“They taught me to never be intimidated by my competitors, and I was always encouraged to be the best I could be,” Murphy said. “Our classes were held in the back room of the Hughes Center, and by the time I was sixteen I was her assistant teacher.”
Taylor, who may also be responsible for imparting her savvy marketing know-how on the young Murphy, opened seven schools across the state and into Mississippi and Alabama. Murphy was the premiere dance instructor.
“I went through a lot of kids in those days,” Murphy said. “I had a lot of energy back then, and that was a good way to channel all of it. I would just dance till I was soaking wet. I’d work all my stress out.”
Dancing is beneficial to mind and body said Murphy. “Dance is 95 percent mental. Most people get in here and don’t know how come they just can’t do it,” she said. “There’s a lot more to it than just emulating the moves.”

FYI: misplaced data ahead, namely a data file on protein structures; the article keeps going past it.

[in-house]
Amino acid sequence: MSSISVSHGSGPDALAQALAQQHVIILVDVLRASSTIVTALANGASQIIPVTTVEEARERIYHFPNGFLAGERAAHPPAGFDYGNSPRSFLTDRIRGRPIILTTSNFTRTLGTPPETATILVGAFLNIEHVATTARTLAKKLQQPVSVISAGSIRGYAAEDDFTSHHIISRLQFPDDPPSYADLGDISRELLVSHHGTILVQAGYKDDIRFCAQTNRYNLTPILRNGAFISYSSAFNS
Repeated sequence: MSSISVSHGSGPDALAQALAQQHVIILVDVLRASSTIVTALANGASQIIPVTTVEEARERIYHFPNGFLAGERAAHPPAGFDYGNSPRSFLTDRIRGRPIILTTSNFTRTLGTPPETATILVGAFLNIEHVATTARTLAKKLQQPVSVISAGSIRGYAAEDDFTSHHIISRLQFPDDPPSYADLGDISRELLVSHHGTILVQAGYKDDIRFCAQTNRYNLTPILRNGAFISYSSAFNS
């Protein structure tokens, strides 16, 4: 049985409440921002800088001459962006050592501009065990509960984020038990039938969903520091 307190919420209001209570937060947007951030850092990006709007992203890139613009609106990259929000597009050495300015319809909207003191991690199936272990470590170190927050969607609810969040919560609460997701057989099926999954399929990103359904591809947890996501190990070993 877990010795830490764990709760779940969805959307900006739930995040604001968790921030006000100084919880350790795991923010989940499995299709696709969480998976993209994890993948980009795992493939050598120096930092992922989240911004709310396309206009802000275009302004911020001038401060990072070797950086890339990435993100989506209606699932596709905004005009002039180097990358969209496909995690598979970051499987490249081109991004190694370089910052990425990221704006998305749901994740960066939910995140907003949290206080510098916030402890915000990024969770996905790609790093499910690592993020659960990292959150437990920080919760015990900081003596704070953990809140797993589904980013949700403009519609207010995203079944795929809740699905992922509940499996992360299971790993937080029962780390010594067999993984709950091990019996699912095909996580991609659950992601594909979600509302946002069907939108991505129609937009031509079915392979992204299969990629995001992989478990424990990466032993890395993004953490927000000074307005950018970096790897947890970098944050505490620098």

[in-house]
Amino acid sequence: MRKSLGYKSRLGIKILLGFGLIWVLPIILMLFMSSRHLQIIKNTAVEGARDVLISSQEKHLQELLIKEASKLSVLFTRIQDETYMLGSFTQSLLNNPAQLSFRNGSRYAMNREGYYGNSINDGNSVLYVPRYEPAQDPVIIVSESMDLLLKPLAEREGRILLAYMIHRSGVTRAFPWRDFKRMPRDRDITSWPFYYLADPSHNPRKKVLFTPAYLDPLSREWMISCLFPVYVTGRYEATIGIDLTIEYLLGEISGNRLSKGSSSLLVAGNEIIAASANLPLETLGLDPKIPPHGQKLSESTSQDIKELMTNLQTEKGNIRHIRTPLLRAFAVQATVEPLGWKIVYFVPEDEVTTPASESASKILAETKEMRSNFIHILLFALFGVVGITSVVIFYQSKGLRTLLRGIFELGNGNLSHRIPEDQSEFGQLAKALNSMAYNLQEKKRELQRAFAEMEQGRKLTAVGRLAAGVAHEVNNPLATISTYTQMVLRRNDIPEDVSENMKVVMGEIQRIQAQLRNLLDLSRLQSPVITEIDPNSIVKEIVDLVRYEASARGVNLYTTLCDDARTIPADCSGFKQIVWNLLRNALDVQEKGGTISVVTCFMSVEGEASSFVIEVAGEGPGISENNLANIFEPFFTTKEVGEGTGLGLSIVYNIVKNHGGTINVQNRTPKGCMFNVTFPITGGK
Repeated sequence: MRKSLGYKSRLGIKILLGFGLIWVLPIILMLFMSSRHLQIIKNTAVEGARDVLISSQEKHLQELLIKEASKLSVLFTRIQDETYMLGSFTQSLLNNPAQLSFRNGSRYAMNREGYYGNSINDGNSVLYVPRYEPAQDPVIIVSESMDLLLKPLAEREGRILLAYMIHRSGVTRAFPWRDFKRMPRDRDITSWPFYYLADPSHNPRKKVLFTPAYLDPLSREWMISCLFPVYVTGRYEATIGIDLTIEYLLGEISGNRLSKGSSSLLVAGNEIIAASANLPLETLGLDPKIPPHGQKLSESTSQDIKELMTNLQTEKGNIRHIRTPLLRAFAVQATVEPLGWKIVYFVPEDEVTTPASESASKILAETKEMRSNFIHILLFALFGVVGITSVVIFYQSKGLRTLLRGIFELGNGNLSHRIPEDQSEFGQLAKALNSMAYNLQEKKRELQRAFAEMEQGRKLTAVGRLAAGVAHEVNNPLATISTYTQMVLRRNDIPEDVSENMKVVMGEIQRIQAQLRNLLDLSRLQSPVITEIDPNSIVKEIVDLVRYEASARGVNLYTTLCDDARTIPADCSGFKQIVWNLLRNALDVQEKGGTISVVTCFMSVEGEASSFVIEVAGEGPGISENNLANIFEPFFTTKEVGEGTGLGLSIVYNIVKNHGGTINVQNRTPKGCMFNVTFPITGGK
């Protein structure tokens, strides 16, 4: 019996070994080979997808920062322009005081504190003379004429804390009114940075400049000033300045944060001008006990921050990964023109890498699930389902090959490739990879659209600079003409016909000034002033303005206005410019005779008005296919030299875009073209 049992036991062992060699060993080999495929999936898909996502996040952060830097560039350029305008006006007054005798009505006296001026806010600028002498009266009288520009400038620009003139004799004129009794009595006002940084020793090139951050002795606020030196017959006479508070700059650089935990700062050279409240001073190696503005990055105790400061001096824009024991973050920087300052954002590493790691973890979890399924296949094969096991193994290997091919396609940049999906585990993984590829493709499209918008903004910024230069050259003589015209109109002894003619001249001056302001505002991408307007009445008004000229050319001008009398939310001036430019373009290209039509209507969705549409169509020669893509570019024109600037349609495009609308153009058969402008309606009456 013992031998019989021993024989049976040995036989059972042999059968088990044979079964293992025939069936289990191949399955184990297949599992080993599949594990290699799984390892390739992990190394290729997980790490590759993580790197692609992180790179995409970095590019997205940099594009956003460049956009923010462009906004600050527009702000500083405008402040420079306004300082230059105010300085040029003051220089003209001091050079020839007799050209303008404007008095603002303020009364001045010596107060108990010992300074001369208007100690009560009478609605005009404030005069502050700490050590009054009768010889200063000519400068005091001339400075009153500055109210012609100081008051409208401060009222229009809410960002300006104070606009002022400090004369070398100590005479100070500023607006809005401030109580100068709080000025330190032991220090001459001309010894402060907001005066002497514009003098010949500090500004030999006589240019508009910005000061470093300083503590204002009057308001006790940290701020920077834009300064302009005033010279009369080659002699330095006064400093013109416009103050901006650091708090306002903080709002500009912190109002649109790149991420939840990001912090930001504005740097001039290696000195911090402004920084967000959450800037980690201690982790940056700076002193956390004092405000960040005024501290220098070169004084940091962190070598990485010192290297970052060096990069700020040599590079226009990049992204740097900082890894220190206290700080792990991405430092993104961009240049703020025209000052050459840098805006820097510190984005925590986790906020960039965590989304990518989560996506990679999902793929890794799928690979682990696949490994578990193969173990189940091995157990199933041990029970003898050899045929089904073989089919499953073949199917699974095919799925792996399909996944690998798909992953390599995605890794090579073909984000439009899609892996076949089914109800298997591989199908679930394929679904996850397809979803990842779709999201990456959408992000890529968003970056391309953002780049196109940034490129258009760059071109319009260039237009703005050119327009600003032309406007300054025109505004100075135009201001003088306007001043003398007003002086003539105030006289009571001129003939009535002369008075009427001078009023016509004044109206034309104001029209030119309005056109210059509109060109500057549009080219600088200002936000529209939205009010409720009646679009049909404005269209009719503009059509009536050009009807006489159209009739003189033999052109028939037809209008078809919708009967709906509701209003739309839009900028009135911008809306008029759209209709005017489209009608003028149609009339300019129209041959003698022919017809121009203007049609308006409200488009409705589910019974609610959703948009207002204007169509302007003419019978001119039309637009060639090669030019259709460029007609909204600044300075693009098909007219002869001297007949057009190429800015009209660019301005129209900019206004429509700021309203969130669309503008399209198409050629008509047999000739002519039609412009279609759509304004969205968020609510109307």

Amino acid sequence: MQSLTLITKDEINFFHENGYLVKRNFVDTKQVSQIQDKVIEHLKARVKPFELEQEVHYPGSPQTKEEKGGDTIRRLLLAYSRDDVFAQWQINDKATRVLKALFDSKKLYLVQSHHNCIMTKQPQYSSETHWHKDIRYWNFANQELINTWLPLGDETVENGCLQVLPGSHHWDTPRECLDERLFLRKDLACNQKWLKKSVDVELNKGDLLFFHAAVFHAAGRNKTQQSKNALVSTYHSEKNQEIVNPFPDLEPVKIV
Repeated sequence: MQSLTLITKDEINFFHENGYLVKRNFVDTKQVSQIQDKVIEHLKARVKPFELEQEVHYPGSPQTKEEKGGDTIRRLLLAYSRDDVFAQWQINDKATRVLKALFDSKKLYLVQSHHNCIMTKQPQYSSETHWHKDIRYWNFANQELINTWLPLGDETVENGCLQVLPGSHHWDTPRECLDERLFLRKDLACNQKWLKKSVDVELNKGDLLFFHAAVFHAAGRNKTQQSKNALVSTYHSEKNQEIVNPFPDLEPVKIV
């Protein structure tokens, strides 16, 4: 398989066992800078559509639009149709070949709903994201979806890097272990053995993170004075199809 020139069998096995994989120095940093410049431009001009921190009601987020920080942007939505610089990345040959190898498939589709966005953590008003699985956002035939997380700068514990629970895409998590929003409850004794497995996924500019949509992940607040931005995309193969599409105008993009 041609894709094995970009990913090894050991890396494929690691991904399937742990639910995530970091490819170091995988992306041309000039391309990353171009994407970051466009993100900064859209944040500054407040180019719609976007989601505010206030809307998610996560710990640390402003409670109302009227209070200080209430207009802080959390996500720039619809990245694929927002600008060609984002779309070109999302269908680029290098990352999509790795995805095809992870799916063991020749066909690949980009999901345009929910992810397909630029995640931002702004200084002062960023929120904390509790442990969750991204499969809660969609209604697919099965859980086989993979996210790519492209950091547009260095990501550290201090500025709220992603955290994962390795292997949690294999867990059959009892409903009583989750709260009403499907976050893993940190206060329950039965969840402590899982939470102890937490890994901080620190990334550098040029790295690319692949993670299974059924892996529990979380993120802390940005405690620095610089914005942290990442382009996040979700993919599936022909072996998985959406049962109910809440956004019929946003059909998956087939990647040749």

Murphy contends that ballet technique is at the core of all dance styles, except hip hop which is footed in African dance.
“Pilates is another form of exercise that is considered a dancer’s workout,” she said. “It conditions and prepares the body and mind in harmony using core strength.”
The early years as an instructor, combined with the quality of her training, gave Murphy the confidence to open her own studio when she was 18 years old. Dance with Joy Studio currently offers instruction in Pilates and Callinetics, yoga, belly dancing, ballroom dancing, country western dancing, line dancing and individual instruction.
Her daughter Jessica Askew–Russo teaches traditional ballet, jazz and tap classes to children from 2 years to college age. She also teaches hip-hop. Jessica is the mother of her only grandchild, Blayden.
Adults of all ages and abilities flock to the state-of-the-art studio located on Crow Mountain. LeAnne Burris and Nancy Canerday have been dancing with Joy for a total of 16 years and are presently belly dancing.
The women have performed with the class at community events including Party in the Park, the annual art festival hosted by the Hughes Center, the River Valley Arts Center and the Prevention Coalition.